At 32:15 in the program Tom says, "Boy talk about normalization, online, on twitter, Vermont-i-juana writes to us: "Slick marketing, opioid road shows, and over prescription, the real GATEWAY to a real drug problem...tragic".
In just 3/4 of an hour, there's so much amazing perspective and elevated discourse around the real tragic drug epidemic in our country, opioids. Personally, I've seen what addiction can do to a young Vermonter via a close friend (who is recovering and sober today), so it's tragic and eye-opening to learn more about how this epidemic was propagated.
Full Episode Description:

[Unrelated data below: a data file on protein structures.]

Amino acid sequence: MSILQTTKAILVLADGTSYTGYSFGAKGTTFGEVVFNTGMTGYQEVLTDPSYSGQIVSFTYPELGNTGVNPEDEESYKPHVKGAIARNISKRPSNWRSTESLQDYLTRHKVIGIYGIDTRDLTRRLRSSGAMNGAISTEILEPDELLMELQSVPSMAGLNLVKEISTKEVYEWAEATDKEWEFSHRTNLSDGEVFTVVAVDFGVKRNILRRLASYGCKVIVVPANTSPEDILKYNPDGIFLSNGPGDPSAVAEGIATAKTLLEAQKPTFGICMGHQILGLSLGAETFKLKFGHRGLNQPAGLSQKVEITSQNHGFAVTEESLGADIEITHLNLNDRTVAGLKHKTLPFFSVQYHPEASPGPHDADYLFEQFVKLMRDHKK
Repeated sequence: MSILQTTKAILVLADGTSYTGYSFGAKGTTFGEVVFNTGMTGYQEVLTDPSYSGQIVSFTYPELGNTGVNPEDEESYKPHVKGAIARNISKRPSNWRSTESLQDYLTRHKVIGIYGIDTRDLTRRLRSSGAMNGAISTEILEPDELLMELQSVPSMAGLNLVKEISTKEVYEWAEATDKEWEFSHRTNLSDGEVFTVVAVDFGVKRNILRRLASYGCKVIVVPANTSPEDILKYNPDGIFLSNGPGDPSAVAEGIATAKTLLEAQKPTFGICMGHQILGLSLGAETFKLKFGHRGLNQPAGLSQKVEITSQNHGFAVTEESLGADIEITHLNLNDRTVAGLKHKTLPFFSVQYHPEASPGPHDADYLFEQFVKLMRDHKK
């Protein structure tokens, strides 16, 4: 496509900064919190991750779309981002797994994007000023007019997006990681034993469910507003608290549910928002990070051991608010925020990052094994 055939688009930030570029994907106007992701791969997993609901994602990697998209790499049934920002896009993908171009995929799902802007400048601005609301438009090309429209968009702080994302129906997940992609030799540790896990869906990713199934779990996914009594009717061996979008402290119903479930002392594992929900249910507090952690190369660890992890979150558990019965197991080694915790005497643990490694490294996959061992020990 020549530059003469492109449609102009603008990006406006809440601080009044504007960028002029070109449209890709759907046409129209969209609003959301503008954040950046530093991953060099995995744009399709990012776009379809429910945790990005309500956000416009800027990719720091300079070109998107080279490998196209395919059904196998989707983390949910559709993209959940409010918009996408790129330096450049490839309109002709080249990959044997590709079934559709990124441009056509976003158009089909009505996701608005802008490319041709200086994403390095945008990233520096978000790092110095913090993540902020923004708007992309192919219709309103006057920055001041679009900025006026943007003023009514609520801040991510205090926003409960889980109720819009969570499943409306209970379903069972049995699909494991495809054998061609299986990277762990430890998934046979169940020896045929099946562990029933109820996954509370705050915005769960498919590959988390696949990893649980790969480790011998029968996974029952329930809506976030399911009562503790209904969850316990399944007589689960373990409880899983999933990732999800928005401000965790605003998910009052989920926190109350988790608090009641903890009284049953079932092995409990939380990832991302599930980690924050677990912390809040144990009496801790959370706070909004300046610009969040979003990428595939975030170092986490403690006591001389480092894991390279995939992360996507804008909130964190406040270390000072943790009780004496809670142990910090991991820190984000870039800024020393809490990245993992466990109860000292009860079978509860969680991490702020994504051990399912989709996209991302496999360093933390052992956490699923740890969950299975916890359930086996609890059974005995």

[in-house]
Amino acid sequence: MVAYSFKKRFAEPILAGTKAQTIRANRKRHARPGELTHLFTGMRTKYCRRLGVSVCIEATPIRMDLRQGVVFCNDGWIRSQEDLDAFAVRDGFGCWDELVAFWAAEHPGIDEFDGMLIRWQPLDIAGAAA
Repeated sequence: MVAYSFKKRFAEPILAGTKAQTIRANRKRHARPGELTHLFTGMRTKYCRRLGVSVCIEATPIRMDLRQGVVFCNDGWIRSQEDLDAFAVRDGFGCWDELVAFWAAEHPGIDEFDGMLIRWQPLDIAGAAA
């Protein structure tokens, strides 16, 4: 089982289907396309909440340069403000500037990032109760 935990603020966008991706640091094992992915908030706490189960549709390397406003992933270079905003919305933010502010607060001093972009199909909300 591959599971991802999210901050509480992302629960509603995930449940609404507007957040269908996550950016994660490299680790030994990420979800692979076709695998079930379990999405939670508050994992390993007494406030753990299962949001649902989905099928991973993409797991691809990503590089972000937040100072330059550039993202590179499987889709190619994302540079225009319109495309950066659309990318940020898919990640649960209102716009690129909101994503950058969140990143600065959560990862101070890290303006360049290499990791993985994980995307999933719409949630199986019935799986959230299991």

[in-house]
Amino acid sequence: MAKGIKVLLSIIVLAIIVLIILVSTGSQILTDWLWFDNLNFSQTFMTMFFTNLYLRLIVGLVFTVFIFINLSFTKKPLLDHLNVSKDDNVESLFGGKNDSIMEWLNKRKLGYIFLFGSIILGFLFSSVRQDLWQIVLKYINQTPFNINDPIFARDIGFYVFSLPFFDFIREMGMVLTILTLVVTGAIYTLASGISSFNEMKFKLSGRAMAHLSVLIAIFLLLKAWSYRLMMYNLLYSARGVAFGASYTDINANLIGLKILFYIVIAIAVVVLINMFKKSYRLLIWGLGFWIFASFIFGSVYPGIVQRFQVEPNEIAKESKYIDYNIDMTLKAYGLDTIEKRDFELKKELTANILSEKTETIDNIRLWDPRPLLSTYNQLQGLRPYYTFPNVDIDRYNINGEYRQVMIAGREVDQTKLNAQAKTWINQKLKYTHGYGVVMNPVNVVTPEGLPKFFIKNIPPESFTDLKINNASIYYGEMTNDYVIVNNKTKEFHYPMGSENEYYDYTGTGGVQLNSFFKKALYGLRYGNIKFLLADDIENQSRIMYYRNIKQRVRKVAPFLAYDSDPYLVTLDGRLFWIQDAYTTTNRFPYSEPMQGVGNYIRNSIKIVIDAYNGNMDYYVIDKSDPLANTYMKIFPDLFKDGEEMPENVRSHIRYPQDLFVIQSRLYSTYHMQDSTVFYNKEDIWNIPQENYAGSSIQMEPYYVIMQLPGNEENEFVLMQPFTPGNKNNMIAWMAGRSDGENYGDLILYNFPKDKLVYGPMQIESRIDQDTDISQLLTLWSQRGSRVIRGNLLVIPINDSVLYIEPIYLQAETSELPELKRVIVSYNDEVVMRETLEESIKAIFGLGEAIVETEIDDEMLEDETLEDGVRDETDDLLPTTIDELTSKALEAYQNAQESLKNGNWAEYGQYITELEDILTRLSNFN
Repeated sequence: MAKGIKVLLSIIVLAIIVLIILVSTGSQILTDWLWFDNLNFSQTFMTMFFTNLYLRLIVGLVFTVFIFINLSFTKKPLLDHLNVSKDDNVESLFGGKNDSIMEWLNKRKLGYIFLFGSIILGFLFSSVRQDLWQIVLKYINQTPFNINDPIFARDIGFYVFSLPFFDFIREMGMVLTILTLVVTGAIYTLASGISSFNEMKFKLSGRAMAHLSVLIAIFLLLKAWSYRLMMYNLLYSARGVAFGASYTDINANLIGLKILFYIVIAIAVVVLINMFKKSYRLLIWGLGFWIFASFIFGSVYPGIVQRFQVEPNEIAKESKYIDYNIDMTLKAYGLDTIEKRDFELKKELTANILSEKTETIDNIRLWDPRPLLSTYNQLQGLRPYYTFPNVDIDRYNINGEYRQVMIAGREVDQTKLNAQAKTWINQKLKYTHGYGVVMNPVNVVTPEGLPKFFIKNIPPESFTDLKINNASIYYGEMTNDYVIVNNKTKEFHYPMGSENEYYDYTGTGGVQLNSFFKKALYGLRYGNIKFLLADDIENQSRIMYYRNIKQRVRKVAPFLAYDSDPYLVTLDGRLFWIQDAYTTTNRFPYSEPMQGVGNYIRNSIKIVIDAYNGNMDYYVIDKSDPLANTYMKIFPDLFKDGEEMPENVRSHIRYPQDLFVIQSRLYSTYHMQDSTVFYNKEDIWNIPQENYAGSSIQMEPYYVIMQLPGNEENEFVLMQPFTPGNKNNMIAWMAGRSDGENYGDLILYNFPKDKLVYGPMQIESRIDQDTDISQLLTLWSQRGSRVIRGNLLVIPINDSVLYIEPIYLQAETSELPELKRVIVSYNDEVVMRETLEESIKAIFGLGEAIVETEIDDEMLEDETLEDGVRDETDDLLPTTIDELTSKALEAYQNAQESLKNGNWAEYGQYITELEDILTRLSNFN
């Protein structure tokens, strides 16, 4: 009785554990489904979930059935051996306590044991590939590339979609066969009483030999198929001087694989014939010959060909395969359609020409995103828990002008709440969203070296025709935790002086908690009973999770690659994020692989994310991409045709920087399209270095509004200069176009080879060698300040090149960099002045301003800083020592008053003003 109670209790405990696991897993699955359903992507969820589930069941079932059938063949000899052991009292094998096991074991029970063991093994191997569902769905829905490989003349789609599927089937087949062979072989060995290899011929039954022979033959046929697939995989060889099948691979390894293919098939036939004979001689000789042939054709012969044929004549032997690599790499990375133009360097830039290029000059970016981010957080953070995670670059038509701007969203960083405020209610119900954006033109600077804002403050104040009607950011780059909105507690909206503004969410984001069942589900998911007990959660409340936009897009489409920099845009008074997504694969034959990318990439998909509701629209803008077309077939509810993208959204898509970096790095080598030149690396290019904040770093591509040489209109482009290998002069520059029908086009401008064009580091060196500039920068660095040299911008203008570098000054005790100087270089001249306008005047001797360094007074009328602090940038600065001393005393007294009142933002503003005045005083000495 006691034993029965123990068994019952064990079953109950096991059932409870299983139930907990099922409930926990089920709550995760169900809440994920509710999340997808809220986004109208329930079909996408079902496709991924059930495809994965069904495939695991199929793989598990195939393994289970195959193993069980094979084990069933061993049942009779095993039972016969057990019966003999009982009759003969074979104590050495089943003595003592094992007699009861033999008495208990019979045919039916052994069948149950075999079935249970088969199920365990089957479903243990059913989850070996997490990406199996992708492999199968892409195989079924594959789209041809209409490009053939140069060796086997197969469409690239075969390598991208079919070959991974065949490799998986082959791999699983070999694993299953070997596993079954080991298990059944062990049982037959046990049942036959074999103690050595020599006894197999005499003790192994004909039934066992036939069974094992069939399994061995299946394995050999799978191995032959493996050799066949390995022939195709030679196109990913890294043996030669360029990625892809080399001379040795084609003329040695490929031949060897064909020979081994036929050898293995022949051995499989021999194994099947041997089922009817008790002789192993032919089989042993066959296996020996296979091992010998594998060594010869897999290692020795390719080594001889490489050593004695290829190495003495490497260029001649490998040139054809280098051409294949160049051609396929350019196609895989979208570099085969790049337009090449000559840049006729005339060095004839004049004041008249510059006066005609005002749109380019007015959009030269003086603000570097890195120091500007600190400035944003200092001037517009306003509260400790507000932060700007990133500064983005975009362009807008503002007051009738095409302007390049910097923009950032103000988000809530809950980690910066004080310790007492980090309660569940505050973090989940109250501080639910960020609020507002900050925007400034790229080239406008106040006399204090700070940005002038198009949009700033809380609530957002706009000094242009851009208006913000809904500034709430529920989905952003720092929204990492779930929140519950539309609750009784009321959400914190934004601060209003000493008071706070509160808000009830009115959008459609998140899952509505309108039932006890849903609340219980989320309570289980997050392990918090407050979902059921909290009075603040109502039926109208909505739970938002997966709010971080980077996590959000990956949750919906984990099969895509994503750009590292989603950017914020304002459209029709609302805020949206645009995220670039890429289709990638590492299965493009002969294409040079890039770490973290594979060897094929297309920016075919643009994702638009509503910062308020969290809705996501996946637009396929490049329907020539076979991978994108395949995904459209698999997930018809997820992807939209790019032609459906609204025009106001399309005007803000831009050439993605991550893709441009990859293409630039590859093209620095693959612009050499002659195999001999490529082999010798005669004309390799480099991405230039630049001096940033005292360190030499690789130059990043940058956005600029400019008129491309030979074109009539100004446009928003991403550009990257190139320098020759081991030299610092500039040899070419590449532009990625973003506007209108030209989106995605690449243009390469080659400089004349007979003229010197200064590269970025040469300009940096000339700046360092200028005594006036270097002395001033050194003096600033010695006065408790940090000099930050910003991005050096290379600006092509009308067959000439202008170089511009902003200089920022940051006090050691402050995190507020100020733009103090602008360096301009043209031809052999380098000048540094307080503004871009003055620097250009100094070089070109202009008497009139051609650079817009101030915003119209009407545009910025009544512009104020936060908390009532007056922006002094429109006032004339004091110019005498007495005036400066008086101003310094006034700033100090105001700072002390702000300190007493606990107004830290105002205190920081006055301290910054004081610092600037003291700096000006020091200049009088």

American Opioid Addiction Keeps Growing
American addiction. From prescription painkillers to heroin. The numbers are staggering. Why?
If you hadn’t noticed – and it’s hard to ignore – we are now in the midst of the worst addiction epidemic in American history. And unlike earlier battles with crack and cocaine, say my guests today, this addiction epidemic was made in America. Fueled by American pharmaceutical companies churning out mountains of opioid pills. Enabled by doctors looking to deal with pain. Embraced by Americans for all kinds of reasons. Followed up by cheap heroin when the prescriptions run out. Hitting young and old – and white. This hour On Point, America’s homegrown addiction epidemic. – Tom Ashbrook
Dr. Andrew Kolodny, chief medical officer at Phoenix House, a nonprofit drug and alcohol rehabilitation organization. Executive director of Physicians for Responsible Opioid Prescribing and senior scientist at the Heller School for Social Policy and Management at Brandeis University. (@andrewkolodny). SHOUT OUT TO BRANDEIS